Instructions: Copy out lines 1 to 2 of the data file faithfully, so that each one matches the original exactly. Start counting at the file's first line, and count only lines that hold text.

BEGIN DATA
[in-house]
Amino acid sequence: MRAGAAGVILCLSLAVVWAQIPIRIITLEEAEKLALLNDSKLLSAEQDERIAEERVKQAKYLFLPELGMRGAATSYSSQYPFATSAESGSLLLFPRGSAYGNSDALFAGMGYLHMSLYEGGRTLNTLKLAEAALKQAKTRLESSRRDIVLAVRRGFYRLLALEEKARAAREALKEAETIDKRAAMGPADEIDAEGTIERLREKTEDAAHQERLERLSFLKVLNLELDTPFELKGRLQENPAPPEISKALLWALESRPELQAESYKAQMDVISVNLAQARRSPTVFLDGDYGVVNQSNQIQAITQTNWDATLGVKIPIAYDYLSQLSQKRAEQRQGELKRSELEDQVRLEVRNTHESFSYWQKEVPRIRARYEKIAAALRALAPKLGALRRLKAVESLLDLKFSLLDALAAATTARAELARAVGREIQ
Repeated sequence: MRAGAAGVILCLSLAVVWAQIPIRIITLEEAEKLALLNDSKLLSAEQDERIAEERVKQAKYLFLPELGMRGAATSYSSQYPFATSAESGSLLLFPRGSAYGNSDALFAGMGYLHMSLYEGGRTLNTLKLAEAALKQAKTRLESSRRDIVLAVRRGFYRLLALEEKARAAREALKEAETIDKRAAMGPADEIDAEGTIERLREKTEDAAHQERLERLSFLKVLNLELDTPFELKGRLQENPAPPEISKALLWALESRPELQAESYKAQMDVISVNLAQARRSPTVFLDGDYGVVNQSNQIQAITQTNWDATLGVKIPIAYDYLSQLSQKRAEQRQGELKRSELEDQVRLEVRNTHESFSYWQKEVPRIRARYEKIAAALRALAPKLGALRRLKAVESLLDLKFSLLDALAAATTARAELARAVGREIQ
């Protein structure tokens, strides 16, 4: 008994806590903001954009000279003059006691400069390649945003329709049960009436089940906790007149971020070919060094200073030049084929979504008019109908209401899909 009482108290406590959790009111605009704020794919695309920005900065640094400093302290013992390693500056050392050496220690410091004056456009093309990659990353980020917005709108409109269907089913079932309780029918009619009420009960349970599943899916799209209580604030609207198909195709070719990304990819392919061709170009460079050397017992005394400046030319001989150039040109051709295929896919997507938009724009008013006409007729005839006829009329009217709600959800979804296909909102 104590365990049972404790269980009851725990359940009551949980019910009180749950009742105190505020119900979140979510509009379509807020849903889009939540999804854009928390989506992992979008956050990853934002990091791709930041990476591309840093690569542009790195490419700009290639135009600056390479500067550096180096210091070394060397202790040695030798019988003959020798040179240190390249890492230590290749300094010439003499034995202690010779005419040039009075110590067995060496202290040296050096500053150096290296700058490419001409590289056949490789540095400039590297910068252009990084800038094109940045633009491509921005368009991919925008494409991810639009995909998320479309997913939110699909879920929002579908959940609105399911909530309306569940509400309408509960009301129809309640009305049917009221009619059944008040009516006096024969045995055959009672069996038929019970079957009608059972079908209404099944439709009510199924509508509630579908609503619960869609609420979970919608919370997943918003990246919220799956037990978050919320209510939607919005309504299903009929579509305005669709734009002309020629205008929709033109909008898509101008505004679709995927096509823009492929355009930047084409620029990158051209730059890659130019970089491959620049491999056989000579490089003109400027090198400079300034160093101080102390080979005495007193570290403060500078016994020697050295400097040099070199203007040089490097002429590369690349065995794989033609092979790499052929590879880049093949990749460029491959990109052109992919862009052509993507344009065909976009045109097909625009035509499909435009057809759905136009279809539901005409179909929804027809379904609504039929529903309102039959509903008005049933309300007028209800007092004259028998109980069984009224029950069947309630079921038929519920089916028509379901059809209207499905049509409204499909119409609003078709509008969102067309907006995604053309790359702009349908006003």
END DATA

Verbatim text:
[in-house]
Amino acid sequence: MRAGAAGVILCLSLAVVWAQIPIRIITLEEAEKLALLNDSKLLSAEQDERIAEERVKQAKYLFLPELGMRGAATSYSSQYPFATSAESGSLLLFPRGSAYGNSDALFAGMGYLHMSLYEGGRTLNTLKLAEAALKQAKTRLESSRRDIVLAVRRGFYRLLALEEKARAAREALKEAETIDKRAAMGPADEIDAEGTIERLREKTEDAAHQERLERLSFLKVLNLELDTPFELKGRLQENPAPPEISKALLWALESRPELQAESYKAQMDVISVNLAQARRSPTVFLDGDYGVVNQSNQIQAITQTNWDATLGVKIPIAYDYLSQLSQKRAEQRQGELKRSELEDQVRLEVRNTHESFSYWQKEVPRIRARYEKIAAALRALAPKLGALRRLKAVESLLDLKFSLLDALAAATTARAELARAVGREIQ